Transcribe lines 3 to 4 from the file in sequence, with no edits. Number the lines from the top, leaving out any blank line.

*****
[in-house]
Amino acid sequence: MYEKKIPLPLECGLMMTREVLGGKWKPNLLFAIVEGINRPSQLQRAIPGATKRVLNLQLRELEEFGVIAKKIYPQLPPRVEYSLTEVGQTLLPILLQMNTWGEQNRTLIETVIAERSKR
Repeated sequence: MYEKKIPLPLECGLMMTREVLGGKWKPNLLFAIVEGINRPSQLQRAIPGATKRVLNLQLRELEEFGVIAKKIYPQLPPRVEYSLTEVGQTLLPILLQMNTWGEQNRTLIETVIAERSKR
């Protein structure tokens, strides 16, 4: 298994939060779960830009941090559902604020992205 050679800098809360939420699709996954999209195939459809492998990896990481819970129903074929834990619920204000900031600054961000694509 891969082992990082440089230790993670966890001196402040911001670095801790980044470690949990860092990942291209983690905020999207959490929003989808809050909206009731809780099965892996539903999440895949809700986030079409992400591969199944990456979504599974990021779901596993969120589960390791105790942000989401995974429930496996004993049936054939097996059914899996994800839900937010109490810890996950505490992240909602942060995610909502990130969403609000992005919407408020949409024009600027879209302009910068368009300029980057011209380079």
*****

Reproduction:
Repeated sequence: MYEKKIPLPLECGLMMTREVLGGKWKPNLLFAIVEGINRPSQLQRAIPGATKRVLNLQLRELEEFGVIAKKIYPQLPPRVEYSLTEVGQTLLPILLQMNTWGEQNRTLIETVIAERSKR
């Protein structure tokens, strides 16, 4: 298994939060779960830009941090559902604020992205 050679800098809360939420699709996954999209195939459809492998990896990481819970129903074929834990619920204000900031600054961000694509 891969082992990082440089230790993670966890001196402040911001670095801790980044470690949990860092990942291209983690905020999207959490929003989808809050909206009731809780099965892996539903999440895949809700986030079409992400591969199944990456979504599974990021779901596993969120589960390791105790942000989401995974429930496996004993049936054939097996059914899996994800839900937010109490810890996950505490992240909602942060995610909502990130969403609000992005919407408020949409024009600027879209302009910068368009300029980057011209380079």